We want to see who a person is, the photograph can give us many clues to a personality if it is shot with care and attention to the subject. We cannot get into the psychology of a person and photograph that part, as much as we can’t paint or carve a representation of a person’s inner world. We can guess at it, though. As photographers practising portrait photography we can use empathy to feel our way into the important aspects of a person’s character.
All we know is that empathy helps us to understand other people on a deeper level. Psychology tells us that when we express ourselves with empathy, our brain switches off the part of the brain which deals with ourselves, it basically goes into “forget me, listen to her”, mode.
Photographers tend to become emotional about their work because of the need to understand what they are looking at — the subject caught in the lens.
Photographers are by nature empathetic people.
Through empathy and a trained eye, an eye that notes the gesture that comes from a deeper place, a portrait photographer will be able to capture something that is deeper than what is normally seen in the everyday gestures of a person. That moment, a flash of insight on behalf of the astute photographer, reveals a subtle expression of character in the portraitee that shows us a reality that our eyes often brush over in everyday life.
To capture the art of it, the portrait that is a moment of reality normally not seen, is the whole point of a portrait. It is the practice of creating a closeness between two strangers, between lovers, an investigation into the personality of a famous celebrity or even a knowledgeable portrait of your cat.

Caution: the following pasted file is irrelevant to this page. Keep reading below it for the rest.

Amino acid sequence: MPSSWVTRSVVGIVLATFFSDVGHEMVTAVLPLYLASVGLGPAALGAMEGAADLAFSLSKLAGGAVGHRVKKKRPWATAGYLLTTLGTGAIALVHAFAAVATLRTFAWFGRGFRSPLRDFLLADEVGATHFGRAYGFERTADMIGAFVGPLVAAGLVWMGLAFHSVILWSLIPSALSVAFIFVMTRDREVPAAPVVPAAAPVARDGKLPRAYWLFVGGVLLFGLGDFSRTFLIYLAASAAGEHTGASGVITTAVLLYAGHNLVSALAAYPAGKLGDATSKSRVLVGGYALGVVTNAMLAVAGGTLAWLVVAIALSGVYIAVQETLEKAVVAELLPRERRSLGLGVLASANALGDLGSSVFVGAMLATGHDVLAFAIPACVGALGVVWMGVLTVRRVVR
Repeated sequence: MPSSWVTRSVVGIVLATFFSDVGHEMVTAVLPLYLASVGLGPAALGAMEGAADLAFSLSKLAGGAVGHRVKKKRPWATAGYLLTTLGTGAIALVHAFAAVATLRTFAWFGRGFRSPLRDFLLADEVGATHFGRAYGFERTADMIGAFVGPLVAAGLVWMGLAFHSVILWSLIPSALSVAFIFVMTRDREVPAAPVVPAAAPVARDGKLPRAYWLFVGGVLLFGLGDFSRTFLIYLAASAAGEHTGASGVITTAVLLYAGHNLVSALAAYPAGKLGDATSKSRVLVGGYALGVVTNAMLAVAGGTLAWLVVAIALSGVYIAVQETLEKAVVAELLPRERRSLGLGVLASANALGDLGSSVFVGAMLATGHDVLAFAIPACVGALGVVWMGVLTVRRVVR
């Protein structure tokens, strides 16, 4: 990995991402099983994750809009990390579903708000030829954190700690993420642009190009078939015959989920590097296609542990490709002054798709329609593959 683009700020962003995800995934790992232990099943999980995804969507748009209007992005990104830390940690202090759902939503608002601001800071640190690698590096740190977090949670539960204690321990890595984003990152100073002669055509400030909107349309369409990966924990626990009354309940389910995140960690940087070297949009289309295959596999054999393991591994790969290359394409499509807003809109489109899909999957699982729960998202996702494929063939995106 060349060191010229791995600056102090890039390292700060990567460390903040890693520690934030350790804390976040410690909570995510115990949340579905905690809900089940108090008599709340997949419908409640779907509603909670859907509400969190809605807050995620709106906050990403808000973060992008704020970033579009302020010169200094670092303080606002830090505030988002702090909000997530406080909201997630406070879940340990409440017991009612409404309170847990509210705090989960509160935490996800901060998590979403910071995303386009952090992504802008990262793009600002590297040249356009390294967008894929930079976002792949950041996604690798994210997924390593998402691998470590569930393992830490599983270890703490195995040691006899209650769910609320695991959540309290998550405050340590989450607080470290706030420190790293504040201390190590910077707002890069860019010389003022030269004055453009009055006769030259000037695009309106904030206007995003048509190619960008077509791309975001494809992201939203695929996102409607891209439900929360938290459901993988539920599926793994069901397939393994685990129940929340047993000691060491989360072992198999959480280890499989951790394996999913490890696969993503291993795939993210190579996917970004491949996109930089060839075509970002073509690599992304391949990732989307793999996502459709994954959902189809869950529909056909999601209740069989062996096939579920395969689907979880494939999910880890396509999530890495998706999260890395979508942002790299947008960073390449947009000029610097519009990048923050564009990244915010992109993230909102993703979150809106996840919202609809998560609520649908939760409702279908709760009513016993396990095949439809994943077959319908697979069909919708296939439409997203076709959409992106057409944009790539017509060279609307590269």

It is the revelation of a rich reality that we wish for in everyday life, but often have little time to study and enjoy. To freeze that moment and keep it, present it well framed on a wall somewhere, gives us that opportunity to take time to study the moment when a deeper reality was seen.
The cat is the most published image on the internet. They are cute, and fluffy and look like fun. In fact, they are none of that, they scratch, are moody and demanding, cats seem to have the super-power of taking over a household and turning the wanna-be-owner into a member of staff.
Try to photograph a cat and it will all depend on the mood of the cat. It will sit and stare at you, turn its head away, refuse to cooperate. Cats generally don’t do portraits, they are too self-involved, and so it is hard to get the empathy going between a cat and photographer.
We can study the gestures of a cat and get an idea of their habits, we can take photos of them expressing themselves with such gestures as preening themselves, sleeping, yawning, playing with a toy, but we will never really know them enough to be able to create a cooperation that is essential to a well done portrait.
“To me, photography is an art of observation. It’s about finding something interesting in an ordinary place… I’ve found it has little to do with the things you see and everything to do with the way you see them.”
— Elliott Erwitt
To achieve the living moment of a deeper reality than normally seen, is to delve into the inner world of a person through speech and questions, to get to know the sitter through observation, and to avoid our preconceived notions about them, but to find what we didn’t know was there before.
“Taking an image, freezing a moment, reveals how rich reality truly is.”
To capture that moment with the right lighting, the camera ready at all times, an atmosphere that enlivens candid conversation and a photographer who has the skill to help the sitter forget that a camera is in the room, is the art of taking a great portrait.
A portrait that a person hangs on their wall for every visitor to see, and the person themselves to be confronted with each day, should always be an image that has caught and frozen that special gesture which shows the world the nobility and dignity that every human being possesses.